Breaking barriers in more ways than one


Gary Klein is no stranger to controversy. His unique, oversized aluminum bicycles have garnered more than their fair share of praise and criticism, innovation and imitation, as well as aesthetic kudos and ugly-duckling comments, and through it all, Klein bicycles have kept on doing what they do—and doing it better every season.

To the bicycle world, the name “Klein” stands for “fat tubes.” Gary Klein turned his college education into a business and managed to set the design world on fire. The fat tubes of the Klein, which are now a trademark, weren’t always so readily accepted. What the scoffers didn’t realize was that the jumbo aluminum tubes of a Klein allowed it to be as strong as steel, exceedingly rigid and marvelously light. In today’s era of alternative materials (carbon fiber, titanium, magnesium and matrix composites), a lot of people forget that aluminum is the most successful alternative ever used. Gary Klein not only recognized the alloy’s potential, but he spearheaded the design movement that made its use possible.

Fat boys: If the forks look exceedingly beefy, it’s because they are made out of aluminum. Klein is the first major American manufacturer to produce oversized alloy forks with an aluminum steerer tube. There’s plenty of tire clearance and solid feel.


No, Gary Klein didn’t invent the aluminum bicycle, but he invested in it. Time, energy, creativity and innovation have advanced the aluminum bicycle from those early cobby and crude beginnings to the art form that it is today.

The 1990 Klein Attitude is a bike that has benefited from Klein’s unfailing devotion to aluminum. A close perusal of the Attitude is like taking a trip through Gary Klein’s scrapbook, for it abounds with all the innovations, tricks and craftsmanship that have made Klein the most popular oversized aluminum bike on the off-road rider’s wish list. Gary Klein isn’t living in the past, though; he is moving forward, and in a year that will see designers serve up radical new elevated chainstay bikes, titanium featherweights and multi-material composites, the Attitude outshines them all with its evolutionary new concepts.
Take a tour of the Klein Attitude with the MBA wrecking crew.


What does it weigh? It is light, and it is honestly light. What do we mean by that? In the past we have tested super-light Kleins, but a lot of the weight savings came with the use of off-road mirrors sleight-of-hand tricks, like Huret Jubilee derailleurs. Jubilees are wonderfully light but not too durable. Past Klein “diet” bikes didn’t weigh much, but what you saved in pounds you lost in time looking for replacement parts in roadie shops. Not so for the Attitude!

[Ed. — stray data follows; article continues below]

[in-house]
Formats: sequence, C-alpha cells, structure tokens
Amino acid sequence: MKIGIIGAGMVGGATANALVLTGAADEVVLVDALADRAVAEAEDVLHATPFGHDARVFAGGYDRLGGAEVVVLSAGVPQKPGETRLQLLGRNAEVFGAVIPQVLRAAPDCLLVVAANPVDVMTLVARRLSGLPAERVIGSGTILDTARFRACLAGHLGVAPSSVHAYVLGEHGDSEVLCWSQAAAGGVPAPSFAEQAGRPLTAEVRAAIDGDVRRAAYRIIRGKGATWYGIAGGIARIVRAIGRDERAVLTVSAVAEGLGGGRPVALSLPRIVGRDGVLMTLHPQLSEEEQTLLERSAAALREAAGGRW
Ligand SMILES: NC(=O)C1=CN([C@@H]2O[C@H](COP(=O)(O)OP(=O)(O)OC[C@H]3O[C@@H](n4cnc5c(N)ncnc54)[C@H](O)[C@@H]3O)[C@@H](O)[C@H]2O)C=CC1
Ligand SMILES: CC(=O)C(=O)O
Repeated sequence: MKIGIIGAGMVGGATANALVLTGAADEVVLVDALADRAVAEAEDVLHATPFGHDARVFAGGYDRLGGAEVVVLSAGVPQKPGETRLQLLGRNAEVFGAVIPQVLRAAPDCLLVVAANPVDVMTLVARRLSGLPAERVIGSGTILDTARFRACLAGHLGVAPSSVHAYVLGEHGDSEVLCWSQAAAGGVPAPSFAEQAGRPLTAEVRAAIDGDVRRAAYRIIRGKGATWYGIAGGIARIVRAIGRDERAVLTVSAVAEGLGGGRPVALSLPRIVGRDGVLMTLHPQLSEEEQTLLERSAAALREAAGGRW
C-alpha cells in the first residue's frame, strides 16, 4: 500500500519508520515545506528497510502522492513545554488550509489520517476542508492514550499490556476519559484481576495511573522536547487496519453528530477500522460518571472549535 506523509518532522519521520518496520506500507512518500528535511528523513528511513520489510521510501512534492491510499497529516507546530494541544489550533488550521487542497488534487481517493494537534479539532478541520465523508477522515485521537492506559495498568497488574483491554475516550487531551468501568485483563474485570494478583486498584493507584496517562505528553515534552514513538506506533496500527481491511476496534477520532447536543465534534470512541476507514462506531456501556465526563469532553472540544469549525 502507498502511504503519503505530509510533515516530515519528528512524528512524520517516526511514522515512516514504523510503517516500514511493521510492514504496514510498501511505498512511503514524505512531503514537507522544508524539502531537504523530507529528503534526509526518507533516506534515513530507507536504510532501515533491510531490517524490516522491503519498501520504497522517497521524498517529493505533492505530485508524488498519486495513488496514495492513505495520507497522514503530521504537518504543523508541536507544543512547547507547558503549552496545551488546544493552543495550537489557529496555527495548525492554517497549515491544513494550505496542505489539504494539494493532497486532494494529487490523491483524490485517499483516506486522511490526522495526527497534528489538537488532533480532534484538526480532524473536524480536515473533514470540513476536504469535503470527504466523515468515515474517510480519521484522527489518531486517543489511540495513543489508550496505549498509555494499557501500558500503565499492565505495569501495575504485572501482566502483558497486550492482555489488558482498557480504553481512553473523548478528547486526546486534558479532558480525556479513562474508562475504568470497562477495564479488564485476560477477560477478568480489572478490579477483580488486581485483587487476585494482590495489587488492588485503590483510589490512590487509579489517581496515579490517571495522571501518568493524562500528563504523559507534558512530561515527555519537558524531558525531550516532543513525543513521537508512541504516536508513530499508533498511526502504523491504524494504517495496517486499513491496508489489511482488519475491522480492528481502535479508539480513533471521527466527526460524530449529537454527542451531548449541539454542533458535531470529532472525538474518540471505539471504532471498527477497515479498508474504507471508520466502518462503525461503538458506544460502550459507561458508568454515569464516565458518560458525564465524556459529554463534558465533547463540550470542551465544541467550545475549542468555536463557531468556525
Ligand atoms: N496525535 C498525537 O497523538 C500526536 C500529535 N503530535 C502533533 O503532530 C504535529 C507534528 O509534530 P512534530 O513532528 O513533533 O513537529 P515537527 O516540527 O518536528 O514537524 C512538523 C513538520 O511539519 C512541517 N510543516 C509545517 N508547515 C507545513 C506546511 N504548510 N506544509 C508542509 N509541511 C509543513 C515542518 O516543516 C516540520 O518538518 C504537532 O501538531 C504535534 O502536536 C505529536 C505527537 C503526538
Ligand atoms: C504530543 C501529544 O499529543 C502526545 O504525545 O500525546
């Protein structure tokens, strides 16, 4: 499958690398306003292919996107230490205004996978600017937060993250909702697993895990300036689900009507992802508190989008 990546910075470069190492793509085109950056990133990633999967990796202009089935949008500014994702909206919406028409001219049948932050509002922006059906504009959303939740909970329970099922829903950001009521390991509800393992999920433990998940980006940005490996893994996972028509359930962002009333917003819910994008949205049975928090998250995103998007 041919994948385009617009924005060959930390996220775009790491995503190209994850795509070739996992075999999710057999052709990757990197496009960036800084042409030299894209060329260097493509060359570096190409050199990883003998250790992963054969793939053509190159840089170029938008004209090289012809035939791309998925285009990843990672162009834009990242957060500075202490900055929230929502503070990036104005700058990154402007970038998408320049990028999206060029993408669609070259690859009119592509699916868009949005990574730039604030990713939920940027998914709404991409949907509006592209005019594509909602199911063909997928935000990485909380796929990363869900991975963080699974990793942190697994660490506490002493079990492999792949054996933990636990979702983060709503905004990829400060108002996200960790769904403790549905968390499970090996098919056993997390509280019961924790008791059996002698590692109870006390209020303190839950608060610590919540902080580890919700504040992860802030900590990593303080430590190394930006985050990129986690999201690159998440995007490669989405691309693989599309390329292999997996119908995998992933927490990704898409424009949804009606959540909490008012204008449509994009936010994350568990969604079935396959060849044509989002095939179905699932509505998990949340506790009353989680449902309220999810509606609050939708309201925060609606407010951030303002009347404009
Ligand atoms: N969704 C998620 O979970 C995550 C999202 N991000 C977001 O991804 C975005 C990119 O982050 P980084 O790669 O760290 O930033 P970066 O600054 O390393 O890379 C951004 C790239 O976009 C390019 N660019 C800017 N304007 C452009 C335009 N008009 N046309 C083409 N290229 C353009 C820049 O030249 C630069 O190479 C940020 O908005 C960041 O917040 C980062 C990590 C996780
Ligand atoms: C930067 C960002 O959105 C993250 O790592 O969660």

Hitting the infallible MBA scales at 23.75 pounds (with water bottle, cage, clips and straps), the Attitude is incredibly airy. There are no time-trial parts, drilled derailleurs or French components on the Attitude. It is equipped with real parts, the kind you could actually risk going off with for a day in the boondocks.

Loose nuts: You never have to adjust the Klein headset. You couldn’t adjust it even if you tried. It uses 1.6-inch aircraft bearings that are pressed and Loctited into the enormous steerer tube. The one-piece bar/stem combo is ultra-light.



Take a close look at the Klein aluminum forks because you are seeing mountain bike history in the making. No other big-name manufacturer would dare put aluminum forks on their bikes—no one! Gary Klein did, and he should be applauded for it. Why? Because all the other builders steered away from aluminum forks due to fear. Fear that the forks wouldn’t be strong enough, that they would fatigue from the flex, and that they would be ugly. The Klein Attitude’s forks are ugly. To make aluminum forks strong enough to take the fear out of riding with alloy blades, you have to make them big. The thought of putting really big forks on their bikes drove other builders away, but Gary Klein has never veered away from anything fat. Fat forks were a natural extension of his original fat frame.

We think that Klein aluminum forks are a bold move. By using 1 5/8-inch tubes spun down, the Klein forks have a constant wall thickness of .058 inches. The steerer tube is a humongous 1 9/16 inches. Given the oversized fork blades and beyond-belief steerer tube, the Attitude’s forks are strong, rigid and light!

Chain-suck: Given the limited clearances that are imposed by the use of oversized aluminum tubes, the Klein has a special Chain Control Device (CCD) that keeps the links from grinding through the bottom bracket.



We shouldn’t even call the Klein’s headset a “headset”. The 1.6-inch steerer tube is Loctited to a set of double-sealed aircraft control bearings. These beefy bearings can handle 1600 pounds of radial load and 3200 pounds of thrust. The bearings themselves are pressed into the largest head tube in captivity and securely Loctited.

How do you adjust the Klein headset? You don’t! It doesn’t need it. A one-piece aluminum bar/stem combo is slipped down inside and tightened with a wedge. That’s it! The bar/stem comes in four different extension sizes—90mm, 120mm, 135mm and 150mm—and weighs only 430 grams, which is less than one tire.

Monopoly: The Attitude uses narrow Dia-Compe 986 cantilever brakes on the rear because they stick out less than the Shimano brakes. The narrow-profile Dia-Compes avoid heel clipping. Good thinking.



If you wanted to buy the Klein Attitude frame by itself, it would set you back $1149. For the bucks, you get the 6061 T-6 aluminum frame, alloy forks, one-piece bar combo, aircraft headset and bottom bracket.

Klein’s frame workmanship has been a thing of wonder over the years. The large, fish-scale, Heliarc weld beads have been massaged so that they blend nicely into the oversized tubes. The cables are routed internally via nylon housings, and the chainstays are Klein’s personal square-to-round tubing.

Several efforts have been made to improve mud clearance on the Attitude. Most noticeable is the mitered aluminum front fork, which has plenty of wheel clearance. In addition, the chainstays have been bent at a more extreme angle under the bottom bracket to improve what has always been a weak spot on oversized aluminum frames. It is tight under the chassis, and you have to give something to get something. Klein’s efforts to improve mud clearance for the tire have totally eliminated any chainring clearance. The 46-tooth big ring would hit the chainstays if it got the slightest wiggle in it.